THE National Railways of Zimbabwe (NRZ) has engaged an international auditing firm to craft a turnaround strategy for the loss-making parastatal.
NRZ public relations manager Fanuel Masikati said the study was being conducted by Deloitte and Touche.
“The study is looking at NRZ’s overall work process with the view of optimising operational efficiencies,” he said.
The locomotive parastatal is struggling to pay employees that have gone for months without salaries, weighed down by declining business attributed to obsolete and ageing equipment.
At its peak, NRZ used to ferry goods in excess of 18 million tonnes in 1998. It has gone down to 3,7 million tonnes as of 2011.
NRZ currently has only 65 locomotives, 3 271 wagons and 158 coaches that are functional against a requirement of 83 locomotives, 4 262 wagons and 145 coaches.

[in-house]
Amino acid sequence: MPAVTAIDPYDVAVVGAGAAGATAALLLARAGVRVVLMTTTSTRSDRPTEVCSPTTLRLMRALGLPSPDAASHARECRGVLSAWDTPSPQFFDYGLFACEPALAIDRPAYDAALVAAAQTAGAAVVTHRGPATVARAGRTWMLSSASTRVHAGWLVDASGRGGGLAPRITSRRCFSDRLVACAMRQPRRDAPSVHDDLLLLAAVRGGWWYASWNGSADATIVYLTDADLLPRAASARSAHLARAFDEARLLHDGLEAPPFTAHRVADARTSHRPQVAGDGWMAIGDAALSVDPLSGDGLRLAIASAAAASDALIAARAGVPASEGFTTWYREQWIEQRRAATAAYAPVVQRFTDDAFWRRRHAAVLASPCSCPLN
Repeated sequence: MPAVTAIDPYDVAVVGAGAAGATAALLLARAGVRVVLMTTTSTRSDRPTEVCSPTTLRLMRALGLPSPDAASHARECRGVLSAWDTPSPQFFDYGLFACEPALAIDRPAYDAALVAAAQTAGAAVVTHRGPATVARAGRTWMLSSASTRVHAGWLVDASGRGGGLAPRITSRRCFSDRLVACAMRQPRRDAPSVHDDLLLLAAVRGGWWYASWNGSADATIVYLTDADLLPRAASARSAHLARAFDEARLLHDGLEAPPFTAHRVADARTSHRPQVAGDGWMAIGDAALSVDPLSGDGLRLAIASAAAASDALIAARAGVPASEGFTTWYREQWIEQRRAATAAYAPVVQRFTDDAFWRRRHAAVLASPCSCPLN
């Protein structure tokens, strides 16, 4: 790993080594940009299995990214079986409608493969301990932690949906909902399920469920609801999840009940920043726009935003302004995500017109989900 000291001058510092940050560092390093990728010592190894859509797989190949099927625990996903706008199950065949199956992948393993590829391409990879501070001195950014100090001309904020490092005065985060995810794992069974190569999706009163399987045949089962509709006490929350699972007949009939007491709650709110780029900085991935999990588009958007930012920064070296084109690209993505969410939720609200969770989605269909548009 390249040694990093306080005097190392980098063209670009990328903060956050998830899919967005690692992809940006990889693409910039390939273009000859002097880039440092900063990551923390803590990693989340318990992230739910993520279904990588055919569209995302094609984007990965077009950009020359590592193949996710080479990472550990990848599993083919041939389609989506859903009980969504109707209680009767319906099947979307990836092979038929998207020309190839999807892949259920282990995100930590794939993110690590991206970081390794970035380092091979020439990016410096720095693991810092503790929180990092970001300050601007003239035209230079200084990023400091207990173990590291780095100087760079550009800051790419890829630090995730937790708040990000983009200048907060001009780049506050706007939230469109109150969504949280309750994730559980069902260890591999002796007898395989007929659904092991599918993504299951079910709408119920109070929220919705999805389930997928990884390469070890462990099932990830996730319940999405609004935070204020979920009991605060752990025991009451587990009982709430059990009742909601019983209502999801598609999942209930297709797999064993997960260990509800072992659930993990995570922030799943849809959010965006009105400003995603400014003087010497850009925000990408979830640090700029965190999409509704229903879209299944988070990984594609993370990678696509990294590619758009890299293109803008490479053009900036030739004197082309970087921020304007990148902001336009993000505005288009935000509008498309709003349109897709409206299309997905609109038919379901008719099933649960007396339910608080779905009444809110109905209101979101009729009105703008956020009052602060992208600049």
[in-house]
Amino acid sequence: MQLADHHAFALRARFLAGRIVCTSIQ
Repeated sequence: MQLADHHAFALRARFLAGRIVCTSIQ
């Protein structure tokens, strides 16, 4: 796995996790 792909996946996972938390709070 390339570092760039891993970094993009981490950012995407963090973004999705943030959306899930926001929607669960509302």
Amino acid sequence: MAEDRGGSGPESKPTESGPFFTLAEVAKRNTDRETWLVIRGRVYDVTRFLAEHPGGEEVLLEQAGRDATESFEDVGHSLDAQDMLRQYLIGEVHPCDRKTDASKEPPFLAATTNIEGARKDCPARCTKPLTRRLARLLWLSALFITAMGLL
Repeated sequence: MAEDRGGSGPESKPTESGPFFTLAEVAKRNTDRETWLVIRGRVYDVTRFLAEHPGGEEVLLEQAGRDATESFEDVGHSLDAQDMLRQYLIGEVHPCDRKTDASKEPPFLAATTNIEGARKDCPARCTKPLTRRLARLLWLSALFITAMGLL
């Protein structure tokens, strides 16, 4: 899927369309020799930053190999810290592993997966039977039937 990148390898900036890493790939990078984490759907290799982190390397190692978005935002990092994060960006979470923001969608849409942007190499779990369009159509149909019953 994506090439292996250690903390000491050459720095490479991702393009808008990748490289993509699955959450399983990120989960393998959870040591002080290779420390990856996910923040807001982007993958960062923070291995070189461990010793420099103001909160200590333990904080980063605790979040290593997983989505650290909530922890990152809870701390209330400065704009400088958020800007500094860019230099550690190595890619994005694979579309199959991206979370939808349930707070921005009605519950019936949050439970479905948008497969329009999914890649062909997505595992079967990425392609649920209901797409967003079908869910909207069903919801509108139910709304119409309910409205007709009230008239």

According to the parastatal, $2 billion is required for the rehabilitation of the railway lines in the country over a 10-year period.
Transport and Infrastructural Development minister Obert Mpofu recently said the parastatal required $260 million in the short term.
He said the NRZ turnaround programme would see the rehabilitation of tracks, signalling and communication equipment as well as the refurbishment of locomotives.
Mpofu said the parastatal intended to lay off 6 000 workers. NRZ has failed to pay packages to workers who have been laid off and currently failing to pay salaries.
NRZ was among the 10 parastatals earmarked for privatisation in 2009 when the government of national unity was formed including Zanu PF and the two MDC formations.
However, the government plans did not materialise as the minister who was responsible for the turnaround strategy of the parastatals — then Gorden Moyo — said he did not have the tooth to bite.
Moyo is on record saying the restructuring process for parastatals was slow due to bureaucratic processes.